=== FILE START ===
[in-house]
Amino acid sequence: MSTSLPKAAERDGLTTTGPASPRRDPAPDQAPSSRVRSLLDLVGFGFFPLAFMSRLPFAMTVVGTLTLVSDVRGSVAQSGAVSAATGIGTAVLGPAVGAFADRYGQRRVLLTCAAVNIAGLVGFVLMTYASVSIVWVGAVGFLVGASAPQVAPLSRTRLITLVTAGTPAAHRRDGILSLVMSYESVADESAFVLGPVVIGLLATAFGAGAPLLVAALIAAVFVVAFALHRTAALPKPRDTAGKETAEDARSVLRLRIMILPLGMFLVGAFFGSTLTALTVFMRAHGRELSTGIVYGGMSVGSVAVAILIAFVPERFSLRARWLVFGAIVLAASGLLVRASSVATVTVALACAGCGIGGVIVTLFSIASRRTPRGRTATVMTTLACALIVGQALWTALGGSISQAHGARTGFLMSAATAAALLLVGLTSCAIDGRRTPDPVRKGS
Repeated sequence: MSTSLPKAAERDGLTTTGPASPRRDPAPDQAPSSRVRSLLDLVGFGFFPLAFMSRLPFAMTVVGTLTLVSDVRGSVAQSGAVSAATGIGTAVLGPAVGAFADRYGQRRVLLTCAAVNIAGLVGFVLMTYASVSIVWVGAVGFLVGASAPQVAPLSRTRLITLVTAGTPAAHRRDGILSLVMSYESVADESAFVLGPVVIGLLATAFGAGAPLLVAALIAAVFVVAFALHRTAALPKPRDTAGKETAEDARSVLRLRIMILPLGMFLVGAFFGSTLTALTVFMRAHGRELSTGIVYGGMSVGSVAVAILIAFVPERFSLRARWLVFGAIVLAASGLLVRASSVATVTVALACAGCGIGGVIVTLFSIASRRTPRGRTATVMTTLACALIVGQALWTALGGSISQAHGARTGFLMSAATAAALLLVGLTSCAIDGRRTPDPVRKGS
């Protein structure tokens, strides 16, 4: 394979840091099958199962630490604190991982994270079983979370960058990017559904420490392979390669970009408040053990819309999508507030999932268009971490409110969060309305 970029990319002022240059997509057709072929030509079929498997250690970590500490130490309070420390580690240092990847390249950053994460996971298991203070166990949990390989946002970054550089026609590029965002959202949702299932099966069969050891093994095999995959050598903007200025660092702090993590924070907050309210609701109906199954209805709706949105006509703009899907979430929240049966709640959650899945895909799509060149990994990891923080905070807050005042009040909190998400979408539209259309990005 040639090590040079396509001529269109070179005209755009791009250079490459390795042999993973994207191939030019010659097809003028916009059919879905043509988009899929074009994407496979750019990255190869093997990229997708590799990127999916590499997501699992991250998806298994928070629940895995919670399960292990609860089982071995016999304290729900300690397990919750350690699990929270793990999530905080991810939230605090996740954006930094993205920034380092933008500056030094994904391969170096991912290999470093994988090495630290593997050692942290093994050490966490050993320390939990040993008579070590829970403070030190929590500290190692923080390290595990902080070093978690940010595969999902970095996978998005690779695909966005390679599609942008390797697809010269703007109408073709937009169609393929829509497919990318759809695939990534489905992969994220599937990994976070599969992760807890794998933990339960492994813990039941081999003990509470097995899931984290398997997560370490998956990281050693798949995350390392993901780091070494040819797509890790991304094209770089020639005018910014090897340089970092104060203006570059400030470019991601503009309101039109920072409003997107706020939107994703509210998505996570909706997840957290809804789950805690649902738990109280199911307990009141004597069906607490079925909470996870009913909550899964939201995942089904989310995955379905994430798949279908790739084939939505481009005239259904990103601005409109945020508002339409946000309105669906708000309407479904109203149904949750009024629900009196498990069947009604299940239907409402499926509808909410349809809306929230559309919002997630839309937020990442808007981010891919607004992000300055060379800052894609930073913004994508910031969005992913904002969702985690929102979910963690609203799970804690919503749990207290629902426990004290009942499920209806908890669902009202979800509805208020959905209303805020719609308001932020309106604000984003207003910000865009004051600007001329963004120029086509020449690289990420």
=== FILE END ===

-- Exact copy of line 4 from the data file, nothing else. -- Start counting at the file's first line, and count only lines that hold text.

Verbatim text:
């Protein structure tokens, strides 16, 4: 394979840091099958199962630490604190991982994270079983979370960058990017559904420490392979390669970009408040053990819309999508507030999932268009971490409110969060309305 970029990319002022240059997509057709072929030509079929498997250690970590500490130490309070420390580690240092990847390249950053994460996971298991203070166990949990390989946002970054550089026609590029965002959202949702299932099966069969050891093994095999995959050598903007200025660092702090993590924070907050309210609701109906199954209805709706949105006509703009899907979430929240049966709640959650899945895909799509060149990994990891923080905070807050005042009040909190998400979408539209259309990005 040639090590040079396509001529269109070179005209755009791009250079490459390795042999993973994207191939030019010659097809003028916009059919879905043509988009899929074009994407496979750019990255190869093997990229997708590799990127999916590499997501699992991250998806298994928070629940895995919670399960292990609860089982071995016999304290729900300690397990919750350690699990929270793990999530905080991810939230605090996740954006930094993205920034380092933008500056030094994904391969170096991912290999470093994988090495630290593997050692942290093994050490966490050993320390939990040993008579070590829970403070030190929590500290190692923080390290595990902080070093978690940010595969999902970095996978998005690779695909966005390679599609942008390797697809010269703007109408073709937009169609393929829509497919990318759809695939990534489905992969994220599937990994976070599969992760807890794998933990339960492994813990039941081999003990509470097995899931984290398997997560370490998956990281050693798949995350390392993901780091070494040819797509890790991304094209770089020639005018910014090897340089970092104060203006570059400030470019991601503009309101039109920072409003997107706020939107994703509210998505996570909706997840957290809804789950805690649902738990109280199911307990009141004597069906607490079925909470996870009913909550899964939201995942089904989310995955379905994430798949279908790739084939939505481009005239259904990103601005409109945020508002339409946000309105669906708000309407479904109203149904949750009024629900009196498990069947009604299940239907409402499926509808909410349809809306929230559309919002997630839309937020990442808007981010891919607004992000300055060379800052894609930073913004994508910031969005992913904002969702985690929102979910963690609203799970804690919503749990207290629902426990004290009942499920209806908890669902009202979800509805208020959905209303805020719609308001932020309106604000984003207003910000865009004051600007001329963004120029086509020449690289990420």